There are a few things that really help build a successful career in data and I was lucky enough to get lots of practice with them while doing my PhD research. The first is just repetition. Nobody wants to hear that, but building those muscles definitely helps you become a better data analyst. In industry, you’ll often find yourself analyzing the same datasets over and over again to find the results that you're looking for. You need a lot of patience and tolerance for detail-oriented work.
Another thing that helped me was learning to communicate my data to non-data people. I was doing deep, technical research, and I had to talk about it at conferences, or just explain it to my family and friends. So I learned how to take mathematical concepts and reduce them to a few simple sentences. My research also helped me get a grounding in basic statistics. I was doing A/B tests and collecting data from lots of experiments, so I was able to pick up the math skills. And since I came from a vision lab, I had lots of thoughts about how to visualize data. That’s ended up being really applicable in industry.
Another thing that really helped me, which may not seem obvious at first, is coming from a psychology background. I really care about people. I like being empathetic. If you’re a data scientist or a data analyst, that might not seem like a primary skill. But a big part of the job of it is putting yourself in the shoes of the person who's trying to make an impact. You have to ask yourself how your data can really help your client or your business. Without understanding the connection between the numbers and your client’s needs, your results just wouldn’t be actionable. So empathy is a very important skill to have.
I worked in the vision cognition lab at Yale. One of my jobs was coding video games for people to play with. I’d look at all the data they generated to try and see how we could move their attention efficiently and effectively with a visual display. I like my work, doing research and writing papers, but life has a way of happening at the most unexpected times. A few years into my PhD, I met someone and we got married, and later I got pregnant. So I decided I wanted to have a job. Since I was working with data already, data analysis seemed like a natural fit. It was hard at first! I managed to get some interviews, but maternity leave was always a problem. I was getting rejection after rejection. Finally, I got a part time job at Yale doing data analytics for the research department. I was only there for a few months, but it totally changed my response rate. Just having a part time experience outside of academia made people think that I knew what I was doing. Those three months didn't make a big difference for my fundamental skills, but they mattered a lot in the eyes of the hiring manager.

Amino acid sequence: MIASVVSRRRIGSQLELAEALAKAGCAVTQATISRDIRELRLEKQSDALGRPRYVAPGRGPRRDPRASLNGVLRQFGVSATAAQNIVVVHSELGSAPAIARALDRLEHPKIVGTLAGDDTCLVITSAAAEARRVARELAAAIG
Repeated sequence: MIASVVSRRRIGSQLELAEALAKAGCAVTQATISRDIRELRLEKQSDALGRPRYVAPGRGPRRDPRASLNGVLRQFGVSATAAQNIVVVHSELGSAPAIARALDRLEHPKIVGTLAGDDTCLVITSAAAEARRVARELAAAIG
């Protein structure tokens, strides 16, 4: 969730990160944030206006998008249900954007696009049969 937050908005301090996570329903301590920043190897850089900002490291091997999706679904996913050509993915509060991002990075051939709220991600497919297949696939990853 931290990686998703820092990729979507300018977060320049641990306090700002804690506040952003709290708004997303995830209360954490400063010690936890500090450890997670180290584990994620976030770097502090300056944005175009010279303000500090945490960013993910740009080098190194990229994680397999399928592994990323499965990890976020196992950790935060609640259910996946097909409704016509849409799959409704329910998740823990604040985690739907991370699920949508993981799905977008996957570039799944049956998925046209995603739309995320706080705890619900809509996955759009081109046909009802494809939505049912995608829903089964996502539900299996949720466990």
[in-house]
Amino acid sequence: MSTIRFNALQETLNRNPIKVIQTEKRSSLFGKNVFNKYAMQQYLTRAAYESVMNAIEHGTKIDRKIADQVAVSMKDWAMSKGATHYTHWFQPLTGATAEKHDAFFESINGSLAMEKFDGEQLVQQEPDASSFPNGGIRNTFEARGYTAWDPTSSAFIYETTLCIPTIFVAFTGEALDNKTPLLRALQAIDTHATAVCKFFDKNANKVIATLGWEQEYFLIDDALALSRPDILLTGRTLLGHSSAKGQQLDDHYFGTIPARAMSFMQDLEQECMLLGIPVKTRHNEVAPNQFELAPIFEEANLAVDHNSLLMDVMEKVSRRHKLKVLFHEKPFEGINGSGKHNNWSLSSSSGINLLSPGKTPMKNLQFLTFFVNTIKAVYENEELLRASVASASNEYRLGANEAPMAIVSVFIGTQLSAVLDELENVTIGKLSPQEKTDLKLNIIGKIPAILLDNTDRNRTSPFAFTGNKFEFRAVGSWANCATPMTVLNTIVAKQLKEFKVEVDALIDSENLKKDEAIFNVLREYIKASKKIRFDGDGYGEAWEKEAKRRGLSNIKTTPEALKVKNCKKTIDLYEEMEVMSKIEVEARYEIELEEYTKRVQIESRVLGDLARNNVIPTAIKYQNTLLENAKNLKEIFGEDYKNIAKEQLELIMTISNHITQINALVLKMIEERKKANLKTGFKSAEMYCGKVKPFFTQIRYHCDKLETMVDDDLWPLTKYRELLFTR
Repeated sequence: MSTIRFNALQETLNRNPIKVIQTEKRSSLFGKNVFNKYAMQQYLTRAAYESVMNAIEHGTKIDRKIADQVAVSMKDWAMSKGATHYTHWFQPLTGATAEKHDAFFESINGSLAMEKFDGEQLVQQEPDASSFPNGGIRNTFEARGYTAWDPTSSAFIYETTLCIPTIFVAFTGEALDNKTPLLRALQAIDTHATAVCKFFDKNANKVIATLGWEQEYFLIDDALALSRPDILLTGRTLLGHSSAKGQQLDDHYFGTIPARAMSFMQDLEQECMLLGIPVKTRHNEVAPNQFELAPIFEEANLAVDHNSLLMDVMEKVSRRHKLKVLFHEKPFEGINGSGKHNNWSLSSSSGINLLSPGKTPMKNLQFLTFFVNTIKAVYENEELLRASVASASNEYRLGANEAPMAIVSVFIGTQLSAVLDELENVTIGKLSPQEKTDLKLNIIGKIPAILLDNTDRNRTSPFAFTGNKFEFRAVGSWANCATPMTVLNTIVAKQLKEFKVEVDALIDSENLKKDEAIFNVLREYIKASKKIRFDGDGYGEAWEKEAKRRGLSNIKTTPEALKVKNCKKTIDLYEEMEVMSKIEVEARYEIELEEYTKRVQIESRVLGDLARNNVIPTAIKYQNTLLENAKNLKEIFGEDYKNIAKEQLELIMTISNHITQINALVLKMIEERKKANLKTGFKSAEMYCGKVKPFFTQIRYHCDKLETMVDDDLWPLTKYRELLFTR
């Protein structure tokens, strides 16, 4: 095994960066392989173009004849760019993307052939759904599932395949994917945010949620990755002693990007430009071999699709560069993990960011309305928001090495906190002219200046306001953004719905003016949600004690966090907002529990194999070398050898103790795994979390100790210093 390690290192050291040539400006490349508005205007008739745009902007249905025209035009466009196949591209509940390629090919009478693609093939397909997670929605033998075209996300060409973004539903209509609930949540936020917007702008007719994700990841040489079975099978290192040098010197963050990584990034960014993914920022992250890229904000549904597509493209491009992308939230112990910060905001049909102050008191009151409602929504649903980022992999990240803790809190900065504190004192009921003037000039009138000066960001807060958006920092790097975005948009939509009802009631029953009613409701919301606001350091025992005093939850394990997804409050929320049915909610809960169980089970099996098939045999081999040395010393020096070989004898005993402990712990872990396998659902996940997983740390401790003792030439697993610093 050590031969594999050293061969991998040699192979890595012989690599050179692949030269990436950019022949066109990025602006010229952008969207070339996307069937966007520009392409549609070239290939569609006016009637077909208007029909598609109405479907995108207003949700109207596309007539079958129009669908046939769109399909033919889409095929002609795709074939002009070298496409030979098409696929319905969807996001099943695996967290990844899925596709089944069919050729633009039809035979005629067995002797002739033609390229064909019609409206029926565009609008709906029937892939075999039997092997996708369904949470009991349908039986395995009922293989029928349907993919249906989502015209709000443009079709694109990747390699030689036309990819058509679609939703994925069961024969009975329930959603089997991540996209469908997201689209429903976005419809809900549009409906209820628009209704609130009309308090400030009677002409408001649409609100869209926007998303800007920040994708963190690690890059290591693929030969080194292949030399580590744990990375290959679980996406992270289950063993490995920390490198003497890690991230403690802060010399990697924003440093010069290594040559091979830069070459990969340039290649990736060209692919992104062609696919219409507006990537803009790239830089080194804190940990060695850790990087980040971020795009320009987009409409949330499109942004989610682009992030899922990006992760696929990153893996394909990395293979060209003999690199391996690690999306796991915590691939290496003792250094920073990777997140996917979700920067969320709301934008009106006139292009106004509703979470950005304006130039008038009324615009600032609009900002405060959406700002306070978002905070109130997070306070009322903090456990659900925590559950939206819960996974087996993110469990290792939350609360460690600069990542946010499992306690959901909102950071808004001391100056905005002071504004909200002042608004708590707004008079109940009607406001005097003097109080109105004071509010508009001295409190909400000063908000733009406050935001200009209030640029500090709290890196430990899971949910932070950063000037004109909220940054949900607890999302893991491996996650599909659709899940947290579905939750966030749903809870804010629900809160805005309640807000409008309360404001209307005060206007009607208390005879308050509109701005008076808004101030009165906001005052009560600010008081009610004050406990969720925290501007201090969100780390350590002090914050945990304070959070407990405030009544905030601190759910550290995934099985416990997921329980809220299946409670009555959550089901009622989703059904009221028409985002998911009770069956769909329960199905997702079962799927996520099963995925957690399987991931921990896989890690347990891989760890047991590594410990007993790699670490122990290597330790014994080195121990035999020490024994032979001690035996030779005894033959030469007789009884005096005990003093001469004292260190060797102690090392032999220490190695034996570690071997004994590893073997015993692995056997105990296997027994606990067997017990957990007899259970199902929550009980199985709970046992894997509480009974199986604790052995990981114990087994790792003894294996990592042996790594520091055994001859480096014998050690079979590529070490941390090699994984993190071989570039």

After finishing my degree, I got a job at a small education technology startup. I was the first data analyst and user researcher there, so I did a bit of everything—creating surveys for people, running usability tests, and spending time with the data. After a couple of years, I went to Etsy, where I eventually became a senior data scientist. At first, I needed a lot of guidance. I didn't want to be the most senior person in my job. It was great to be in a community of very sophisticated data scientists and data analysts and learn from them. But I realized that I wanted to go back to management, so I switched to a management role at a smaller financial company called Betterment. I hired some folks there and built the product analytics team. From there, I moved to Squarespace, where I built the analytics team for customer operations.
I like finding the truth. I like certainty. I like knowing that something is right because the data says so. That’s where I’m really in my comfort zone. If I don’t have data to work with and I’m just going by instinct, I worry that I don’t know what I’m talking about.
Don’t go into Data Analytics if you don't like puzzles and get frustrated by intellectual challenges. If you think it’s exciting to build puzzles and build processes to solve them, then this is probably a good fit for you.